It's been tough at the top for Compass this year. As we await the company's final results, we look back on 12 months comprising a UN investigation, mudslinging from our Jamie and a few sessions of musical chairs in the boardroom. And, despite predictions of £580m pre-tax profits, which might seem phenomenal to you and me, it's just not been good enough for the shareholders, who have seen the value of their shares sink to a 10-year low.
The trouble with being large (Compass has 400,000 employees worldwide) and successful (Francis Mackay steered Compass from a £250m UK business in 1991 via organic growth and astute acquisitions into the international giant it is today) is that people around you get a touch of the green-eyed monster. You're going to be scrutinised, and people wait in anticipation for your downfall. It seems Compass's extraordinarily fast growth has come at a price.
But in spite of a consistent battering from the press, Compass isn't about to fall apart. As City analyst Karl Green, of Dresdner Kleinwort Wasserstein, comments in this issue, the UN scandal couldn't have come at a worse time, but the direct financial consequences won't be massive.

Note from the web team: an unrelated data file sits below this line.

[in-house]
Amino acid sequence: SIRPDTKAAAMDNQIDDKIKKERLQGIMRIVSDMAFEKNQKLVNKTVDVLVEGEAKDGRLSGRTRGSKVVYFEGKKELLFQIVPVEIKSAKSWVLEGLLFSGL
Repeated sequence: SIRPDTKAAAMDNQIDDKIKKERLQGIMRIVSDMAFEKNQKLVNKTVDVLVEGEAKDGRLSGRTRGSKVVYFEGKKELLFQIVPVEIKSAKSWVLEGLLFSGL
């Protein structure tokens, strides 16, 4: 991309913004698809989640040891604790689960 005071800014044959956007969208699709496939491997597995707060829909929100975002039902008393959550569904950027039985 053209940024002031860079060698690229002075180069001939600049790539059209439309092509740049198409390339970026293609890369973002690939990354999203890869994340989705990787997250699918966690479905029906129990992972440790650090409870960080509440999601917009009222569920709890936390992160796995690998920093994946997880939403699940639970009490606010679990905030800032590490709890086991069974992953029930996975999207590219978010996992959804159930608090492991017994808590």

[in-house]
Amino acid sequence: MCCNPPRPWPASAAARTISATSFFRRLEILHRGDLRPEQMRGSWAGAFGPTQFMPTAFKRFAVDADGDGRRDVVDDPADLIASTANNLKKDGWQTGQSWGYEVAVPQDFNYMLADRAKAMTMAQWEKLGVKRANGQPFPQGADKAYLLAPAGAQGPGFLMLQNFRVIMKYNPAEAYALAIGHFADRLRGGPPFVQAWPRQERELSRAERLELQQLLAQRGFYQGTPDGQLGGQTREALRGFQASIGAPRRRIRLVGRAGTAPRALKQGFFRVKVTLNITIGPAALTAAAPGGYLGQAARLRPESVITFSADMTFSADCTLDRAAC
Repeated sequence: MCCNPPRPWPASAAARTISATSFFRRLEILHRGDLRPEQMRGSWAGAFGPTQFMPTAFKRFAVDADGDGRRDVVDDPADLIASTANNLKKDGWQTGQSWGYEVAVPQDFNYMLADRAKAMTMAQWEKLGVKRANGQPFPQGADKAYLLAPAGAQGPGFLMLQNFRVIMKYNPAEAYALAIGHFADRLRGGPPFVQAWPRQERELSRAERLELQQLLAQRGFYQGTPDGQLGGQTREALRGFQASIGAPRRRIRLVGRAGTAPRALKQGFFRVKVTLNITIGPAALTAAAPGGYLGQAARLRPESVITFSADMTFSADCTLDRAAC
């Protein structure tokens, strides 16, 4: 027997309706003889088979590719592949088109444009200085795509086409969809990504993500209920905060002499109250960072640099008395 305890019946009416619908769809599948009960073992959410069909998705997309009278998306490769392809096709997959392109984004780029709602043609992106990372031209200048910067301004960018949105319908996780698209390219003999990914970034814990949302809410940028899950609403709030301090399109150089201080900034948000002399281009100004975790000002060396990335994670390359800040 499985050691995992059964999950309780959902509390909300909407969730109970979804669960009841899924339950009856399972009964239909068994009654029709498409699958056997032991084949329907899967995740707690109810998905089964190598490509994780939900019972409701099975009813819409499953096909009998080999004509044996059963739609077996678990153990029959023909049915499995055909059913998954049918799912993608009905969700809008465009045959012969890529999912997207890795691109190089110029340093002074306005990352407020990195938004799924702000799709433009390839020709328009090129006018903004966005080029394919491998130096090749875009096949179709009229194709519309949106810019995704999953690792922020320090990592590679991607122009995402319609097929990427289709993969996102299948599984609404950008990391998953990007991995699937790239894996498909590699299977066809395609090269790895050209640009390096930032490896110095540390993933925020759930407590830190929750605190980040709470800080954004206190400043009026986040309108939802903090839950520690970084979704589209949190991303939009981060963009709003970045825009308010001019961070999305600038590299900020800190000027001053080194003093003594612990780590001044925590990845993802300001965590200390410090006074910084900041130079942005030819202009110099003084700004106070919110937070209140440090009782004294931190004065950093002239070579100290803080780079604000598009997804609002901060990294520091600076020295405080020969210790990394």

With a new year approaching and a clean slate on the horizon, the company's new management team will, no doubt, take it in a fresh direction. If it chooses to enter a period of consolidation - as the decision to sell its travel concession Select Service Partners might suggest - it does so without the fear of losing its spot as the largest global caterer. Compass will remain a significant player.
What it must also look at, though, is its response to criticism. If it is to re-establish its reputation for quality and quantity, it needs to publicly confront its demons. Doing this won't only silence its critics (eventually), it will benefit its employees, the backbone of its business.